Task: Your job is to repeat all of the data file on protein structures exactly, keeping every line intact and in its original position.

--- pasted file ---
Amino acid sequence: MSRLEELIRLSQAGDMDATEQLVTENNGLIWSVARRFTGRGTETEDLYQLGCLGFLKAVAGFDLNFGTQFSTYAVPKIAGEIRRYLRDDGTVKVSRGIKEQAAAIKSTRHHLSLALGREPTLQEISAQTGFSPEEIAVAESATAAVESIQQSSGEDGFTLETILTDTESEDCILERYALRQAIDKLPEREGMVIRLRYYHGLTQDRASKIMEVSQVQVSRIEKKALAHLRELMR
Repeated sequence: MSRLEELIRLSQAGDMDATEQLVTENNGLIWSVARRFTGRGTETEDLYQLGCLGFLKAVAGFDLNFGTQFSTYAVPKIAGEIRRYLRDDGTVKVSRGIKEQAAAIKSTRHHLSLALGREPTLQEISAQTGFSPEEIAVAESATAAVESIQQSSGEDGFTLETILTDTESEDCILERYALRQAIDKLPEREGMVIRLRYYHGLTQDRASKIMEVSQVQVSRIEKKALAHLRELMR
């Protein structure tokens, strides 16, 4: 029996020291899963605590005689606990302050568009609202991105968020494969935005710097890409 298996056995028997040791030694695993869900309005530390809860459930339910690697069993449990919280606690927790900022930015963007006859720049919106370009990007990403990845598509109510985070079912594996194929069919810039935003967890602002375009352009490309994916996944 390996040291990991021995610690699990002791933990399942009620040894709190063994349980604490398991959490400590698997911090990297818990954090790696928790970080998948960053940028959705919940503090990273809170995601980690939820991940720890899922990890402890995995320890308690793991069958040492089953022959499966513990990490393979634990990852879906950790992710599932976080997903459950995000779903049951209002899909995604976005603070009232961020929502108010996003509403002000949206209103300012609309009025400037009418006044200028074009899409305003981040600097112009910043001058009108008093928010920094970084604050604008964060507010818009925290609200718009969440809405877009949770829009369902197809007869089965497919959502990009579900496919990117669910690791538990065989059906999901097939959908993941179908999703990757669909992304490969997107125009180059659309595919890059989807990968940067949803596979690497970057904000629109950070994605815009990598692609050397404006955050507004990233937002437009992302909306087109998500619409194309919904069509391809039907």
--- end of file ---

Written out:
Amino acid sequence: MSRLEELIRLSQAGDMDATEQLVTENNGLIWSVARRFTGRGTETEDLYQLGCLGFLKAVAGFDLNFGTQFSTYAVPKIAGEIRRYLRDDGTVKVSRGIKEQAAAIKSTRHHLSLALGREPTLQEISAQTGFSPEEIAVAESATAAVESIQQSSGEDGFTLETILTDTESEDCILERYALRQAIDKLPEREGMVIRLRYYHGLTQDRASKIMEVSQVQVSRIEKKALAHLRELMR
Repeated sequence: MSRLEELIRLSQAGDMDATEQLVTENNGLIWSVARRFTGRGTETEDLYQLGCLGFLKAVAGFDLNFGTQFSTYAVPKIAGEIRRYLRDDGTVKVSRGIKEQAAAIKSTRHHLSLALGREPTLQEISAQTGFSPEEIAVAESATAAVESIQQSSGEDGFTLETILTDTESEDCILERYALRQAIDKLPEREGMVIRLRYYHGLTQDRASKIMEVSQVQVSRIEKKALAHLRELMR
């Protein structure tokens, strides 16, 4: 029996020291899963605590005689606990302050568009609202991105968020494969935005710097890409 298996056995028997040791030694695993869900309005530390809860459930339910690697069993449990919280606690927790900022930015963007006859720049919106370009990007990403990845598509109510985070079912594996194929069919810039935003967890602002375009352009490309994916996944 390996040291990991021995610690699990002791933990399942009620040894709190063994349980604490398991959490400590698997911090990297818990954090790696928790970080998948960053940028959705919940503090990273809170995601980690939820991940720890899922990890402890995995320890308690793991069958040492089953022959499966513990990490393979634990990852879906950790992710599932976080997903459950995000779903049951209002899909995604976005603070009232961020929502108010996003509403002000949206209103300012609309009025400037009418006044200028074009899409305003981040600097112009910043001058009108008093928010920094970084604050604008964060507010818009925290609200718009969440809405877009949770829009369902197809007869089965497919959502990009579900496919990117669910690791538990065989059906999901097939959908993941179908999703990757669909992304490969997107125009180059659309595919890059989807990968940067949803596979690497970057904000629109950070994605815009990598692609050397404006955050507004990233937002437009992302909306087109998500619409194309919904069509391809039907």